A special letter
Dec. 9, 2013
by Ivan Raconteur

I had thought about writing one of those pithy, erudite columns this week – the kind we writers like to compose to mark significant milestones along the road of life – but I decided to go a different way.

Instead, I will share a story about a document written by someone who, as far as I know, never aspired to be a writer.

The document is a letter, written by a young mother, which she sent to her sister.

It amazes me that this young woman had the presence of mind to not only record the events of two days in December in such rich detail, during such a chaotic time, but also that she had the foresight to ask her sister to send the letter back to her after she read it so the writer could keep it as a record of events.

The process she followed is an example of the historical nature of the document. Today, we have smart phones, computers, e-mail, and copiers, so it would likely be handled differently today.

The letter helps to illustrate the time in which the events occurred, and seeing it written in the woman’s own hand makes it intensely personal.

We must be careful not to judge this story by current standards, but by the standards of the time in which it happened. For example, there is a reference to smoking cigarettes in a hospital room, which sounds bizarre today, but times were different then.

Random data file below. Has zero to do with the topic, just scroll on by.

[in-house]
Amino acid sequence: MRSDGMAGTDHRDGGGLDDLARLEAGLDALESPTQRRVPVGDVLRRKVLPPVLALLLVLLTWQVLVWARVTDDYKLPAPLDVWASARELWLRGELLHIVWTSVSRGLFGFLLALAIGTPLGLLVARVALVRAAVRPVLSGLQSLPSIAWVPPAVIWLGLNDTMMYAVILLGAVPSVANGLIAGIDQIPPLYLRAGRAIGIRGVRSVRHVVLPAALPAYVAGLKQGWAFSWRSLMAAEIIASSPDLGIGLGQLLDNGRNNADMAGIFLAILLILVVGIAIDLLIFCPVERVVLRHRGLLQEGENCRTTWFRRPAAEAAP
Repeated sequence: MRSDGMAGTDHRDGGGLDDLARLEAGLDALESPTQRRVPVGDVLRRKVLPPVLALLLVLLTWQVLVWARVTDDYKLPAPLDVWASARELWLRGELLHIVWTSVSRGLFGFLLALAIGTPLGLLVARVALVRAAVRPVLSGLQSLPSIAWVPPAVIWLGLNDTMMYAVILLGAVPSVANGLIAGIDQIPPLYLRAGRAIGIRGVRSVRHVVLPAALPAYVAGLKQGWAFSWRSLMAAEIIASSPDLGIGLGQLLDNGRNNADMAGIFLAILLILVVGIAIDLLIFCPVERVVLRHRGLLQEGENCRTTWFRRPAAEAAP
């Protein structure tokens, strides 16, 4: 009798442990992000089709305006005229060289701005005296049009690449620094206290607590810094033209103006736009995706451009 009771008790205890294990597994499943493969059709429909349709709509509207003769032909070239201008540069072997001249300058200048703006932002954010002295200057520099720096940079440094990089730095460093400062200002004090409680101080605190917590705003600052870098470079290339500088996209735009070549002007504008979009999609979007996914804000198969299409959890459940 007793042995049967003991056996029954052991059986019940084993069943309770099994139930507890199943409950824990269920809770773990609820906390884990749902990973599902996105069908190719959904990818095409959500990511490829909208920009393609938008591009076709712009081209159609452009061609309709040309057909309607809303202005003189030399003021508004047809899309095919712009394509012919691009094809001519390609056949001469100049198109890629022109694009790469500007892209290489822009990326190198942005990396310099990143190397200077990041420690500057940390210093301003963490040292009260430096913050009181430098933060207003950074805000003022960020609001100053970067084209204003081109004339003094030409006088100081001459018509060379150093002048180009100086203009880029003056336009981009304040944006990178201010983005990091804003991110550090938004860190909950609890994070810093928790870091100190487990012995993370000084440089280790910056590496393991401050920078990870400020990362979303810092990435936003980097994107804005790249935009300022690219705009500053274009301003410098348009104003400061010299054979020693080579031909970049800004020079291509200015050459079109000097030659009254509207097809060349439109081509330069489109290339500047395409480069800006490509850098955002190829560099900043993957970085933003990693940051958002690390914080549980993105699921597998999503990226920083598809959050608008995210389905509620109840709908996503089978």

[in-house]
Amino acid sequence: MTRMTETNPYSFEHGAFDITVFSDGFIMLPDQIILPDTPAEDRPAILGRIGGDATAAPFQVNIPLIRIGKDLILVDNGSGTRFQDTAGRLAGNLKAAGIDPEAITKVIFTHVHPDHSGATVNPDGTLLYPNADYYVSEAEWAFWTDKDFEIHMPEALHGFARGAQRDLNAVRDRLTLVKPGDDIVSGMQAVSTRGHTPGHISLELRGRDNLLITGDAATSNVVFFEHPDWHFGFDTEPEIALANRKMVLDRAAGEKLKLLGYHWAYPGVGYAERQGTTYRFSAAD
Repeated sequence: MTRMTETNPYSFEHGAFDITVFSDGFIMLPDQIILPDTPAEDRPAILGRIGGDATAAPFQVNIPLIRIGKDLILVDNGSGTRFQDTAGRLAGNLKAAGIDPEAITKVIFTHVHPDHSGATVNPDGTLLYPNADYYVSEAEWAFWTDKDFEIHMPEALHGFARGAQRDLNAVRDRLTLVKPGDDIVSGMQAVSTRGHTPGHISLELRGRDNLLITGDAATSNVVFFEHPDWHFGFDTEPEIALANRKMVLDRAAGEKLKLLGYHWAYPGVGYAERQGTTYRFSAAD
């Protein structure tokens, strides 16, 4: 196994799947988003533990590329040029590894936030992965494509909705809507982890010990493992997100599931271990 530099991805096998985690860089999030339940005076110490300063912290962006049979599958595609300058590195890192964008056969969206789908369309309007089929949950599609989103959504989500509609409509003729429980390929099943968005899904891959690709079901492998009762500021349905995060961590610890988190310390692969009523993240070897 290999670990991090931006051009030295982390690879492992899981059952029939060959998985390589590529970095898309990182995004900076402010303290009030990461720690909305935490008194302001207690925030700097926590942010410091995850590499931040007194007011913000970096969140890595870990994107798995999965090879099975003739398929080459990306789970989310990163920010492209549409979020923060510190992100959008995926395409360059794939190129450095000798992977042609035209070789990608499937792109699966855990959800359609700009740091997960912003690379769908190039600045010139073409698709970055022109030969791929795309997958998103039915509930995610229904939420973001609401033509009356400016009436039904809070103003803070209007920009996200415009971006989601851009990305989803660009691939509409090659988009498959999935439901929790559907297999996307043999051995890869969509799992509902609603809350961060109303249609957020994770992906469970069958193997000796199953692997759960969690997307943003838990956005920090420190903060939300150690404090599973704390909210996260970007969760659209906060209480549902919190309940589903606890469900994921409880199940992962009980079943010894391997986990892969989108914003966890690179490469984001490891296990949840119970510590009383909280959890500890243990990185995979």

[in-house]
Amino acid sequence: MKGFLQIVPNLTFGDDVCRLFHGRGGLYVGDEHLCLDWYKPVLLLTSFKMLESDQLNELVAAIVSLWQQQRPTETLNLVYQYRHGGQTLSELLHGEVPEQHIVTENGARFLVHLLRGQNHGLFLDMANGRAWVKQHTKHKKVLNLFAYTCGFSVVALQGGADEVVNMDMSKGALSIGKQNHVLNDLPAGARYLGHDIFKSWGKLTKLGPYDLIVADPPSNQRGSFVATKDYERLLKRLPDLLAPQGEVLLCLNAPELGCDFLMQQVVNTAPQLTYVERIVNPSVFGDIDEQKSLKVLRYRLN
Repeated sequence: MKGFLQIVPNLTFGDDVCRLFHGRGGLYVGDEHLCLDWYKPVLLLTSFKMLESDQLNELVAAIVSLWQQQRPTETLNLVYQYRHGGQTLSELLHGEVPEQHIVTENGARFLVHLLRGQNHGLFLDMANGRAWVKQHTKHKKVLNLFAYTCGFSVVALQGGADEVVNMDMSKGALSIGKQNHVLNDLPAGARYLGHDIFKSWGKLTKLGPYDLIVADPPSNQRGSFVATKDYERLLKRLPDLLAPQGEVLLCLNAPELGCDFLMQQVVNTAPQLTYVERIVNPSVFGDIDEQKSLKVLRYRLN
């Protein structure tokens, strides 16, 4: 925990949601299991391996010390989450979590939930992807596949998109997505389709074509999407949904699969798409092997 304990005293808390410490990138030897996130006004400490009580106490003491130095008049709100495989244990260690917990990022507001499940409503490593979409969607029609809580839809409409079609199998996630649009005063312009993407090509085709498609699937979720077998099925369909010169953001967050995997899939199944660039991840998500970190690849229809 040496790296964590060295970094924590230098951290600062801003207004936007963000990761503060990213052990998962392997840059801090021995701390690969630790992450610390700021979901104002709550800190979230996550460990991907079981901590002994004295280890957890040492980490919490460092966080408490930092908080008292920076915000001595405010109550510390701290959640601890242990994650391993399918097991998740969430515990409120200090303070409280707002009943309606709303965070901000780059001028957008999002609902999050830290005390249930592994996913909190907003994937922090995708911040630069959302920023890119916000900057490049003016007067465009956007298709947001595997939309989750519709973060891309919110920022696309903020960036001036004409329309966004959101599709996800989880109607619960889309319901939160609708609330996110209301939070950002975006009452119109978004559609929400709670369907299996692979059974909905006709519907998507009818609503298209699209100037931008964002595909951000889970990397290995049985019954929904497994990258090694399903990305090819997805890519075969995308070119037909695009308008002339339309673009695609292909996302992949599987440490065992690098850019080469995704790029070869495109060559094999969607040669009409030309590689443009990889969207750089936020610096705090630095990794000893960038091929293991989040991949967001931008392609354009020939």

The letter opens with a description of several varieties of cookies the young woman was baking one December morning. She also made bread, and prepared pasties for the family’s dinner.

In the afternoon, she walked to school with a friend to see the Christmas program, and later called the doctor to ask about leg cramps she had been having after he prescribed some medication.

After what seems to have been a very busy day for a pregnant woman (although it was no doubt typical for her) the young woman took a 15-minute nap, and that was when the trouble began.

She awoke to find she was bleeding. A lot. She called the doctor, who told her to get to the emergency room.

After making several calls to find a friend whose husband could drive her to the hospital, she went. Even then, she viewed the situation as a mere inconvenience, and expected the friend to wait, thinking she would be returning home soon. She also called her husband, who was at work.

Upon arriving at the hospital, the woman was taken directly to a delivery room on the sixth floor.

A procession of doctors and nurses examined the woman and asked her questions. Each staff member took a turn listening. The woman’s primary doctor went and got another doctor and asked him to confirm something. Then, after a more thorough examination, the second doctor asked the ominous question – “Have you felt the baby move today?”

It was at that point she knew something was terribly wrong.

The primary doctor came back into the room with the woman’s husband, and there were tears in the young man’s eyes.